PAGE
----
Celeste's story features commentary on battling depression and anxiety, and it tackles these relevant issues maturely. The mountain that Madeline so desperately wishes to climb is representative of depression, and while this might sound like a simple and reductive portrayal of an issue that haunts so many, the game's design choices supplement this symbol in a way that makes sense. Like mentioned earlier, death is no stranger in Celeste. During my first play through of the starting levels (not the "B-Side" levels, which I will detail later) I died more than 1,000 times. Considering my original play through was a little short of ten hours, a quick calculation puts my death per minute at almost seventeen. Failure is constant, but so is success. Every time I messed up, I was motivated to try again - either with quicker inputs or a different strategy. Regardless, the failures stack up quickly in Celeste, and only ironclad perseverance can push you through its trials.
Anxiety is represented by Madeline's other half, whom she refers to as “Other Me.” During the climb, Other Me pesters Madeline and ultimately serves as a physical manifestation of her self-doubt, self-hatred, and anxiety. This other half is not the only way anxiety is referenced in Celeste, though. A couple of times through the main quest, Madeline encounters moments of crisis that send her into a panic attack. I won't spoil the exact nature of the mini-game that ensues, even though it's a minor part of the game, but it is an interesting way of "gamifying" her attempts to both calm herself and the negative voice inside her head. All in all, Celeste is remarkably inspirational for a title so fundamentally simple, and her battle, and eventual reconciliation, with her emotions is an extra shiny coat layered over the game — one that brings it to a level above mechanically similar titles.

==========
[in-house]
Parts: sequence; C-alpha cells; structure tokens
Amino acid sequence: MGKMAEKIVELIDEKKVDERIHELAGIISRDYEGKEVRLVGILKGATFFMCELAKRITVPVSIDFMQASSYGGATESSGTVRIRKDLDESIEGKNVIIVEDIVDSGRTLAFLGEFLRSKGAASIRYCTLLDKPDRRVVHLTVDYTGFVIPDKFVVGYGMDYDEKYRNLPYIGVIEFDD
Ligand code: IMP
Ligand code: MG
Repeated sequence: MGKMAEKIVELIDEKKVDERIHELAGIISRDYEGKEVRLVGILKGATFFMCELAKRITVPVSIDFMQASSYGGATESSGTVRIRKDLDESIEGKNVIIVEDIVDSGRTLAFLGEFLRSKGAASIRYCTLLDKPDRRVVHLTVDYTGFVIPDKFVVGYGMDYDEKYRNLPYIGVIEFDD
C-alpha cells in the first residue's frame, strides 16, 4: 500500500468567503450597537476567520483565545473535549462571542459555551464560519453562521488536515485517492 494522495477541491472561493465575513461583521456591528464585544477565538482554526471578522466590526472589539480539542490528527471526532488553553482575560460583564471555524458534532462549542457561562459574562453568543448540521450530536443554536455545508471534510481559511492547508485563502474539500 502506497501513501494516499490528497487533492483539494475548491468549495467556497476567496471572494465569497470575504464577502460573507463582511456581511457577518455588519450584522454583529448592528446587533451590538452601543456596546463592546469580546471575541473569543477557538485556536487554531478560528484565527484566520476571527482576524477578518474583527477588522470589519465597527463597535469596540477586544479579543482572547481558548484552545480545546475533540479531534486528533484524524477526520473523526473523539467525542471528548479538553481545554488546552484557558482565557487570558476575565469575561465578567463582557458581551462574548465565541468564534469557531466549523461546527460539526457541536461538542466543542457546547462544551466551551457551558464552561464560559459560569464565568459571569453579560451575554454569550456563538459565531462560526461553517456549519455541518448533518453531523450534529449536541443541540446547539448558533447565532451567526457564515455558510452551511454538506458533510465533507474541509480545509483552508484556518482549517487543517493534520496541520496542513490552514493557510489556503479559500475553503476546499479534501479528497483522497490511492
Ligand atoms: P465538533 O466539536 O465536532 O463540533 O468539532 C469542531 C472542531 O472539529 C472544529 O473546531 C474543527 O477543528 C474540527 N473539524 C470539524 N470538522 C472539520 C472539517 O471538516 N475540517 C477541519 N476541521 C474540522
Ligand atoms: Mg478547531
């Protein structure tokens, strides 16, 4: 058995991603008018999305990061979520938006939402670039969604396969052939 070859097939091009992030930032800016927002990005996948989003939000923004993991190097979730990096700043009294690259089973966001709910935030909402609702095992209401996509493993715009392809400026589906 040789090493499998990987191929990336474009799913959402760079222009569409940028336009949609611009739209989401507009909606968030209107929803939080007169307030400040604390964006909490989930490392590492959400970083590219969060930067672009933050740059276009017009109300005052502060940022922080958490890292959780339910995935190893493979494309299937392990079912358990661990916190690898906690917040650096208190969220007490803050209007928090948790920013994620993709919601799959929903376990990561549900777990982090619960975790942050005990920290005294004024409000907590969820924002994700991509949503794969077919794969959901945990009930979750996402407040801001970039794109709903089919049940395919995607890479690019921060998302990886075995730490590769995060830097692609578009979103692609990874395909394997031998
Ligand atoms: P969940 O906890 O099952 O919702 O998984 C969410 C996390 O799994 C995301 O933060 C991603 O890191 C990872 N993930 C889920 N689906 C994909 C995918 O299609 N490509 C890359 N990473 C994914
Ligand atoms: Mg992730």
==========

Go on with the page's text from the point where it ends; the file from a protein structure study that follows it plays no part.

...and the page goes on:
You might assume that Celeste tapers off after Madeline finishes her first climb, but that couldn't be more wrong. Hidden throughout the game are several collectibles, and one of these is a "B-Track" tape nestled within a secret area of each stage. Finding and collecting these tracks gives access to each level's B-Side" Even though the level's mechanics mostly stay in tact, the twists and expansions of them make for a truly grueling experience. There is even content beyond these B-Sides, but to discuss it in great detail would be a disservice for those still wishing to experience the game.